Review – Looper

Review – Looper

2012, 118 mins, 15, Dir. Rian Johnson, starring Joseph Gordon-Levitt, Bruce Willis, Emily Blunt and Paul Dano


Looper is writer/director Rian Johnson’s third film. His first was Brick, a low-budget independent which took the linguistic styles of Raymond Chandler and substituted them into, believe it or not, a high school setting. And Johnson shows the same originality here, constructing a science-fiction premise which leaves you gasping for breath. It’s not perfect, but Looper is easily the best science-fiction film since Moon, a terrific and fresh train-ride of a movie which beguiles, shocks and entertains in turn.

It is 2042. We follow a man called Joe (Gordon-Levitt) who is employed as a ‘Looper’. When the mob want to get rid of someone in the future, they send them back in time to these loopers, who murder them. Loopers enjoy the high life of clubs, drugs and sex, but there comes a time when their own future selves are sent back to be dispatched – ‘closing your loop’. When this happens to Joe, his older version (Bruce Willis) escapes, triggering a violent train of events which will see a clash between the old and younger selves, a clash of two ideas about Joe’s future and past.

From the outset, it certainly looks like an action film, and from the beginning it convinces you that it is. There are some excellent set-pieces that simply refuse to be generic, with the characters actually taking time to aim and shoot, instead of a barrage of misfires and cover-taking. It also takes a decidedly R-rated stance; indeed, the heavy and powerful blunderbusses utilised by the loopers don’t allow for much else. The scenes in a dystopian Kansas city are truly exciting, but suddenly the film slows down and takes a more reflective stance. As Joe stumbles onto the farm of the protective Sara (Emily Blunt) and her young son, the action turns minimal for a long period of time. Such a rapid change of pace is a little disorientating but if you can adjust then it is rewarding – the long sequence at the farm reveals some intriguing surprises, and Emily Blunt gives a bolstering performance as a woman you feel could really shoot you if she wanted to.

Joseph Gordon-Levitt, meanwhile, is barely recognisable as the young Bruce Willis, and also gives a strong performance. When the two of them are onscreen together, chiefly in the diner sequence, it is more tense than you would imagine. They face each other off, grappling fiercely with alternate futures, each trying to impose himself on the other. Willis in particular is terrifying in this sequence and in the rest of the film; with a gun, he is a formidable and unforgettable force, plagued by memories of his life, and seeking to restore them as much as he can, no matter the cost.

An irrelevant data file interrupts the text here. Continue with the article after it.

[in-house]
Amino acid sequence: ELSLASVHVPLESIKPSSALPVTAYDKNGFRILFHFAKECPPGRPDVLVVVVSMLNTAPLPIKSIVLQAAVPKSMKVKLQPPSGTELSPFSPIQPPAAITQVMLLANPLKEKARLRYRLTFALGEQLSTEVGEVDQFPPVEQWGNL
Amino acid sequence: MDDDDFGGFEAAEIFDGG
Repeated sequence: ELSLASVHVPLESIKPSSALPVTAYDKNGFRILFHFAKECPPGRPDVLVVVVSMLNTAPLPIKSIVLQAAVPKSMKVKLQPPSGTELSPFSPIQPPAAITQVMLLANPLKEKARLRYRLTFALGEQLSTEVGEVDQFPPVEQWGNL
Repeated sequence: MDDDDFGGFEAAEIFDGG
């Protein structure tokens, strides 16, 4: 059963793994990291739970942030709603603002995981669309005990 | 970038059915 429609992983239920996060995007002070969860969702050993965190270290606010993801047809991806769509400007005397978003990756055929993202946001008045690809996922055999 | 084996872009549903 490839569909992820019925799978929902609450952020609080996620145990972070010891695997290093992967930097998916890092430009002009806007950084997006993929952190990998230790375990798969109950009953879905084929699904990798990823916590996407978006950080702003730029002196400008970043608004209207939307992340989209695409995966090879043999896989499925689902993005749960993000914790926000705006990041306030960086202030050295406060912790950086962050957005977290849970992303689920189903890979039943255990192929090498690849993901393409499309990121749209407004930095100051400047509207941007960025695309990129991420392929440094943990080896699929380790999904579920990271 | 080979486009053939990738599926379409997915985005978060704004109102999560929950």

Joe (Gordon-Levitt) and Joe (Willis)

The future urban city is brilliantly but realistically built. It is overpopulated, many of its residents living in poverty on the streets; the upper classes, with their expensive cars, suppress their fear of crime with large guns. China has overtaken the USA as a superpower, as Joe is recommended by his boss to learn Mandarin instead of French. You really gain a sense that things could turn out as they do in the film.

As with most films, though, there are problems. And Looper contains a number of plot holes that may affect your enjoyment of the film. Don’t let that happen. Yes, there are things which don’t quite add up, and some things which really don’t add up, but that should be no reason to pass it off. What you have is arty, ballsy filmmaking which disregards cliché and takes you on a thumpingly good ride. You may think it slumps in the middle. But the performances of the two leads, the design and the stellar action scenes more than make up for that. It’s a fantastic film.



Leave a Reply

Fill in your details below or click an icon to log in: Logo

You are commenting using your account. Log Out /  Change )

Google+ photo

You are commenting using your Google+ account. Log Out /  Change )

Twitter picture

You are commenting using your Twitter account. Log Out /  Change )

Facebook photo

You are commenting using your Facebook account. Log Out /  Change )


Connecting to %s